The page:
How to Fix a Frozen Air Conditioner

February 23, 2015

Summer’s coming (as hard as it is to believe right now) and here's an all-to-familiar scenario with the average homeowner: They’re at home, minding their own business, happily indulging a bowl of popcorn and watching Netflix, when they notice that awful sound; drip... drip... drip. They look over to see the household pet licking at a puddle that's slowly forming on the kitchen floor. Suddenly: Worry, stress, and that sinking feeling. How did the leak start?; water heater, leaky toilet, shower, faucet? No – it's the air conditioner of all things. This can occur anywhere, from Charleston to Africa, regardless of climate.

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Why Air Conditioners Freeze

The part of the air conditioner that actually freezes is known as the evaporator coil. This component of the air conditioner transfers (evaporates) heat from the inside to the outside of your Charleston area home. The two main reasons why the evaporator coil may freeze:

  1. Restricted air flow
  2. Lack of sufficient refrigerant

Either way, the ending effect is that the air conditioner's evaporator coil cannot operate to properly dissipate heat, and in effect 'overcools' itself. The impact of this super-cooling is condensation (that's water formation), and eventually ice forms from that condensation as it cools below the freezing point. In short, the A/C transformed into an old-school icebox.

What Might You Do When Your A/C Freezes?

  1. Turn the A/C completely off at the thermostat, and don’t try to thaw the system by increasing the temperature at the thermostat. It is important that the A/C system is completely OFF.
  2. Confirm that there is nothing restricting the airflow to the system. Replace the furnace or air handler's filter and replace any return air filters. Open all the registers completely and ensure that they are not obstructed by furniture or curtains.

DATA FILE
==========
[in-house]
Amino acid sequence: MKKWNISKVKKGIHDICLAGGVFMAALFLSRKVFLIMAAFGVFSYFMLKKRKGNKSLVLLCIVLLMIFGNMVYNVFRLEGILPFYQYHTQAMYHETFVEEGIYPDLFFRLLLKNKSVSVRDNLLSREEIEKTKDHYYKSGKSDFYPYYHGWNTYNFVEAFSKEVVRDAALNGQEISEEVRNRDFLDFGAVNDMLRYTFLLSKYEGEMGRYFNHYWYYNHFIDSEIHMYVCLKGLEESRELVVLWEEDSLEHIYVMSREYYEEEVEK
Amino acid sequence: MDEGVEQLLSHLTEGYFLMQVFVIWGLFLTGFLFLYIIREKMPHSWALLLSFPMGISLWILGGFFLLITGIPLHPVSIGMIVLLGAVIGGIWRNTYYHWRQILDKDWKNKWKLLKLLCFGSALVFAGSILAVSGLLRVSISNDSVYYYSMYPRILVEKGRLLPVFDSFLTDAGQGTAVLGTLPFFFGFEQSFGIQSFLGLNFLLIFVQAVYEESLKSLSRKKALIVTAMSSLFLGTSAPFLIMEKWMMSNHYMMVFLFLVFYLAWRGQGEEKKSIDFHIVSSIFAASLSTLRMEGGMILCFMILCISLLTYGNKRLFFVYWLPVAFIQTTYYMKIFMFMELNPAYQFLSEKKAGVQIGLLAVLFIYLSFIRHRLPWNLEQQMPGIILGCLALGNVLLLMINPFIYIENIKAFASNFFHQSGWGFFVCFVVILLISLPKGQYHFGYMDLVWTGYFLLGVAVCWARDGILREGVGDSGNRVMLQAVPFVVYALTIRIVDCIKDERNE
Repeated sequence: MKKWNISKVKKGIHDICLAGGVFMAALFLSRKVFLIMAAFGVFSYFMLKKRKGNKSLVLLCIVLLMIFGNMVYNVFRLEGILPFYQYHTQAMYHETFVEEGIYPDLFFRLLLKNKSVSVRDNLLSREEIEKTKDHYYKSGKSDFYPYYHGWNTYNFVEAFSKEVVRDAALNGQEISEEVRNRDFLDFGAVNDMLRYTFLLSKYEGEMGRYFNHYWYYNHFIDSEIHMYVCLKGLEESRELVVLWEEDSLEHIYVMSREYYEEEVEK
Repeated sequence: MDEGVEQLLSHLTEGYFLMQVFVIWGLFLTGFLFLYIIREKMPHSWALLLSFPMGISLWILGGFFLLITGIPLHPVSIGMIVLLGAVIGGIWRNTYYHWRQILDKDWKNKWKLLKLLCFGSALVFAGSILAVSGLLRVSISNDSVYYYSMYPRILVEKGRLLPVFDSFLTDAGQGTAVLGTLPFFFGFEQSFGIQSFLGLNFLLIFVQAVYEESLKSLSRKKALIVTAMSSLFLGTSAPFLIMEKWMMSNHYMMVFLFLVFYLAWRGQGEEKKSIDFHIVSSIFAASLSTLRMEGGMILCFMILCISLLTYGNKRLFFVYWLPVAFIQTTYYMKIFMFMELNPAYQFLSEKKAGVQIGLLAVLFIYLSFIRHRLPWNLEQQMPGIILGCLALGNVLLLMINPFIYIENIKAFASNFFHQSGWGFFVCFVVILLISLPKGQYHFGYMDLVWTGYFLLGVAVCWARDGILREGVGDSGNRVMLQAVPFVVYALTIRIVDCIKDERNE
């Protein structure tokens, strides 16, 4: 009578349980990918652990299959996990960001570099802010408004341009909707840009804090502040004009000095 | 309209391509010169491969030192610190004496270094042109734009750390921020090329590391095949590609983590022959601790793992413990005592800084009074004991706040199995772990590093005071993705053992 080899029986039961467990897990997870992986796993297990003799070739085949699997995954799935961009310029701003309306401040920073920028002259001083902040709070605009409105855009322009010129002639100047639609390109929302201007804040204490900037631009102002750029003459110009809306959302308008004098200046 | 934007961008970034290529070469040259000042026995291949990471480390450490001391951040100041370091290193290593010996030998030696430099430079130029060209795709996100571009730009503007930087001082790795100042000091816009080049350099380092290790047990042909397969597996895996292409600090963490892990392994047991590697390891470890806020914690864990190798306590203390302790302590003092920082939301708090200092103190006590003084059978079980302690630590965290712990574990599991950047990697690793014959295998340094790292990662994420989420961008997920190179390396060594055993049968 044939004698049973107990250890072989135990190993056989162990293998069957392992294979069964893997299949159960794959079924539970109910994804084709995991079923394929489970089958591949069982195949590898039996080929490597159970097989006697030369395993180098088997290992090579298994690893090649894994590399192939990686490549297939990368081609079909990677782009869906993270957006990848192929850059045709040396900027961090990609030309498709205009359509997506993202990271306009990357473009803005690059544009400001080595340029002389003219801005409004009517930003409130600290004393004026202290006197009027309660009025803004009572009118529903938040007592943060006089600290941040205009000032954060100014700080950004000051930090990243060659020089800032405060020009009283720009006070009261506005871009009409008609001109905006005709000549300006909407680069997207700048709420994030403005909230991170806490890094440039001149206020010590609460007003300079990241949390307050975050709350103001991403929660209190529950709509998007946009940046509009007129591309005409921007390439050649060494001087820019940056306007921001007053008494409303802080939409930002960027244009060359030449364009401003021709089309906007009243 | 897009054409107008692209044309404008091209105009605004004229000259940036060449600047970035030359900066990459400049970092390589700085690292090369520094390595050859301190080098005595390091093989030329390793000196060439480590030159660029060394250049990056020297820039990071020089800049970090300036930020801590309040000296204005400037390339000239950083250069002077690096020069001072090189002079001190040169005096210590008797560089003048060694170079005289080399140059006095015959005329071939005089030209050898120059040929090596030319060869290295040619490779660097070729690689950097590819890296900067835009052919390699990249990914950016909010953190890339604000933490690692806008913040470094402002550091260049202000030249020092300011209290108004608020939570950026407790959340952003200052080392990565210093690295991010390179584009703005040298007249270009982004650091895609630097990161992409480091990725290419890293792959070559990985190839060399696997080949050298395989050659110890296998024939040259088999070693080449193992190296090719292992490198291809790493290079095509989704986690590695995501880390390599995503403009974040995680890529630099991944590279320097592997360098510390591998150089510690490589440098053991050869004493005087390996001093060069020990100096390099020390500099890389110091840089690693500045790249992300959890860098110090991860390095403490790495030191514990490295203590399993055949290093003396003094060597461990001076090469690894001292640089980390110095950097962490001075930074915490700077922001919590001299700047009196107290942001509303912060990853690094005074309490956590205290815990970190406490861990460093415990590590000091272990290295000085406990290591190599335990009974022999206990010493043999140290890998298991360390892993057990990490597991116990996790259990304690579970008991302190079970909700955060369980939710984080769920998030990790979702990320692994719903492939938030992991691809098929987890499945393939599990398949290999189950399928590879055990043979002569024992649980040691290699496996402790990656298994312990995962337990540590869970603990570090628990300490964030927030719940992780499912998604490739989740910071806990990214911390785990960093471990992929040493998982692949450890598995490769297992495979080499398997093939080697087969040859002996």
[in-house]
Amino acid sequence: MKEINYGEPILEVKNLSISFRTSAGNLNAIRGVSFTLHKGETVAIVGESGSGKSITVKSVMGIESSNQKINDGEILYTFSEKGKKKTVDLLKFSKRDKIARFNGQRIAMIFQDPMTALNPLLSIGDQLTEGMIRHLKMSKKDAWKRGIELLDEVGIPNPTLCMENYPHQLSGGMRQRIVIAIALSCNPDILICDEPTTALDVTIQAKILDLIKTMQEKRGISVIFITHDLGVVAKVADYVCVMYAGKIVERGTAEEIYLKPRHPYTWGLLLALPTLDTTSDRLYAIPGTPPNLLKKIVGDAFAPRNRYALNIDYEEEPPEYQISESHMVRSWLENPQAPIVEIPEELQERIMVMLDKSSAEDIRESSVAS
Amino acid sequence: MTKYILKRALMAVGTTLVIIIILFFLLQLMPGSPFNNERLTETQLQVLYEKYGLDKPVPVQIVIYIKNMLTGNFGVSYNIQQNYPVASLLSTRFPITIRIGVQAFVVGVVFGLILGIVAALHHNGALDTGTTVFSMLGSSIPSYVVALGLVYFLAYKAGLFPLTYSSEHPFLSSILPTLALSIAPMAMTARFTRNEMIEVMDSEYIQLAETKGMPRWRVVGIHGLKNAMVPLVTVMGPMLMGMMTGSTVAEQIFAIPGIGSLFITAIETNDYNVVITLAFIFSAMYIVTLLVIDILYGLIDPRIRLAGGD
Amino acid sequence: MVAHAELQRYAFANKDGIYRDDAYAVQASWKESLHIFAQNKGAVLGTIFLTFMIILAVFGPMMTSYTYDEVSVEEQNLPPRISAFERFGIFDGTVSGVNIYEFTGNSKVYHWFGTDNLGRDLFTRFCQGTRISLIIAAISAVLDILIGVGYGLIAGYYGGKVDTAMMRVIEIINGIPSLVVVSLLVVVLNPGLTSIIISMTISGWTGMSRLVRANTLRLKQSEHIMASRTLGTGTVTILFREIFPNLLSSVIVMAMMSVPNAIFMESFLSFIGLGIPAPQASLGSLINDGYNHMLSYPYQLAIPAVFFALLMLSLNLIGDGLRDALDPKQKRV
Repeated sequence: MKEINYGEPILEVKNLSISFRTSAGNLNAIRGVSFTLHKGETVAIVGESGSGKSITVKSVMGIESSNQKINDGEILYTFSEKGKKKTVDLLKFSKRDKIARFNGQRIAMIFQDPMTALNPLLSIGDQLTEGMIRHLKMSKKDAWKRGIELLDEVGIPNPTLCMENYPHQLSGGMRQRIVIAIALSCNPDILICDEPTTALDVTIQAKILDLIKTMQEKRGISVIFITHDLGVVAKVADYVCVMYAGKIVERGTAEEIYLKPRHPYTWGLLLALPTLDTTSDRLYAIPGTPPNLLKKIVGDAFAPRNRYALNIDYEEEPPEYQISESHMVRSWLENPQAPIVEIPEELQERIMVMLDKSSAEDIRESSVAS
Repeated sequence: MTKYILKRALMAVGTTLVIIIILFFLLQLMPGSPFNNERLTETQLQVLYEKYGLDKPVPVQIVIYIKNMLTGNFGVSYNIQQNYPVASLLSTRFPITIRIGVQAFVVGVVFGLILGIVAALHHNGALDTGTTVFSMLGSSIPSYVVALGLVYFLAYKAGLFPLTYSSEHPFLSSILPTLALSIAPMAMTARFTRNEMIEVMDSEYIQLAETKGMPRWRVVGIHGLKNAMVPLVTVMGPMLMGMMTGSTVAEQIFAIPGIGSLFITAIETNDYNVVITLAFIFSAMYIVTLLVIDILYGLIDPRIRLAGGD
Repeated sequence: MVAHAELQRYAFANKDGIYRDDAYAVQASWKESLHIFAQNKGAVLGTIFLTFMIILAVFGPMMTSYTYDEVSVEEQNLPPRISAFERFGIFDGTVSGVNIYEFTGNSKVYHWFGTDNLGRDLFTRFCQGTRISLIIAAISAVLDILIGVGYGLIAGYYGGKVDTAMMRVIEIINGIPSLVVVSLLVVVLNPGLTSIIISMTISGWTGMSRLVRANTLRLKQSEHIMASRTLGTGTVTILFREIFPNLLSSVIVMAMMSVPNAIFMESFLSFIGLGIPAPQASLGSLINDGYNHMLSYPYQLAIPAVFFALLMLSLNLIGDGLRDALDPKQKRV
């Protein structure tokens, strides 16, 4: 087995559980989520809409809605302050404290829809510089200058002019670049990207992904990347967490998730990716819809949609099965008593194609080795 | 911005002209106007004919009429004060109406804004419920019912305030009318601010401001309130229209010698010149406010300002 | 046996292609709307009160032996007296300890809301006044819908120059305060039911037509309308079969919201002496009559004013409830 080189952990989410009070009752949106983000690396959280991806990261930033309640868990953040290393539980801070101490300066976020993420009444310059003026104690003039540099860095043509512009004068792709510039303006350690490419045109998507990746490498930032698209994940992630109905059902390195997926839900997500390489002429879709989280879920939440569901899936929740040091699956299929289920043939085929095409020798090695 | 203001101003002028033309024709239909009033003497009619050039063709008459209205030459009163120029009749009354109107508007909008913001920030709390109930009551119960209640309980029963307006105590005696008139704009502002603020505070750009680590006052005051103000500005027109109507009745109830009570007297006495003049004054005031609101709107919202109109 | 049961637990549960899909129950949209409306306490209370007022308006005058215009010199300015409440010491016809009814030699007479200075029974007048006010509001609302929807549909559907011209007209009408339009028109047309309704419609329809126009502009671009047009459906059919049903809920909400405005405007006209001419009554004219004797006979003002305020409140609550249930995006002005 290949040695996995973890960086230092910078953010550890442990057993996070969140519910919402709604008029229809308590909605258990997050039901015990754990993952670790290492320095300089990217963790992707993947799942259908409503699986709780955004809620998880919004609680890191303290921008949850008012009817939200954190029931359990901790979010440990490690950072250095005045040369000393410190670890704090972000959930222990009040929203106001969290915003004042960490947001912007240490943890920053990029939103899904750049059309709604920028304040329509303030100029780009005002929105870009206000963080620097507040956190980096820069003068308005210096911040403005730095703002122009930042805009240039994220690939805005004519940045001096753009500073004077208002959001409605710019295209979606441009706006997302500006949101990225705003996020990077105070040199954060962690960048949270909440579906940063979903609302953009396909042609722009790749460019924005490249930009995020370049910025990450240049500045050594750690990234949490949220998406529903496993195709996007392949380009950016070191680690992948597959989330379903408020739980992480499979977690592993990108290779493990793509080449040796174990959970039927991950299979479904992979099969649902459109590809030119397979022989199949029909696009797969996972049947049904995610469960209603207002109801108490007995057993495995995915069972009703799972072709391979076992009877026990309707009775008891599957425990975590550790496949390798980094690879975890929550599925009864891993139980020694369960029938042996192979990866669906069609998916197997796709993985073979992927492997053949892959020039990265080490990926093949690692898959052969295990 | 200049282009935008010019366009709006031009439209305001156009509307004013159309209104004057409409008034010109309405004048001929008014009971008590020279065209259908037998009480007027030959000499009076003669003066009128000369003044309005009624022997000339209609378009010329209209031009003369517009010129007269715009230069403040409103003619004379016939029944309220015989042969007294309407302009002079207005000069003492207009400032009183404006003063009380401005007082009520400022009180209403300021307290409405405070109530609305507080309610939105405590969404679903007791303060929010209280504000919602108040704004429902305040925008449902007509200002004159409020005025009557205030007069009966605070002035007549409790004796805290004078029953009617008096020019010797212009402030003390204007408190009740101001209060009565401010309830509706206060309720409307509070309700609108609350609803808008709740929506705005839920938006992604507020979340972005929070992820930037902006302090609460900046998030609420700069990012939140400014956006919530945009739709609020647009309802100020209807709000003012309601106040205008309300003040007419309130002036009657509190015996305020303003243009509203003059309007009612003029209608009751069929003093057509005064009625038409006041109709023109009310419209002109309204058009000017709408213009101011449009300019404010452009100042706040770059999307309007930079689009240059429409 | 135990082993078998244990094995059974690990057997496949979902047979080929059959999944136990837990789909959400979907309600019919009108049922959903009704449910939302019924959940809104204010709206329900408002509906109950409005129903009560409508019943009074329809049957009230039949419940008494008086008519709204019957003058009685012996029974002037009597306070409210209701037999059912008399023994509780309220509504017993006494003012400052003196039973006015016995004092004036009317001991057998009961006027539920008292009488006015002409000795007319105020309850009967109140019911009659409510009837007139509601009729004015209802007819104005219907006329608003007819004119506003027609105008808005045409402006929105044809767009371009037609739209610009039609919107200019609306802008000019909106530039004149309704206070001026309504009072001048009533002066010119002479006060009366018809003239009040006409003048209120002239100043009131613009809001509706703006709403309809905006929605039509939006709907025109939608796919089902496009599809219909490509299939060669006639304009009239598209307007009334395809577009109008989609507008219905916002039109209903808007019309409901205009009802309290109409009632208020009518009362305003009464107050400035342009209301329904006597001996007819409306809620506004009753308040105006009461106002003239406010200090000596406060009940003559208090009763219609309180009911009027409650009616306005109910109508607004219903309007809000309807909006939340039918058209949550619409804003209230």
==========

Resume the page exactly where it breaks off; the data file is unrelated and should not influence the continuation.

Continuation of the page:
3. Call Pardee Service Experts Heating & Air Conditioning. The air conditioning system needs to be professionally inspected to ensure there are no refrigerant leaks or damage to the equipment. Simply schedule a Performance Inspection or Repair Diagnostic online, or call to talk to a live person right away.

What Does it Cost to Repair?

This can lead to a costly repair. When your AC freezes over it can lead to damage to the compressor. Replacing your compressor could easily cost as much as a downpayment on a new system. In fact, many homeowners are forced to choose between installing a new system vs repairing the damaged one. If you act quickly and call a NATE-certified technician, you stand a better chance of having a less expensive job.

Your technician will quickly analyze the problem and how to avoid the issue from occurring in the future. If a leak exists (and that is rare, but possible), the leak has to be repaired or the unit will probably freeze again.
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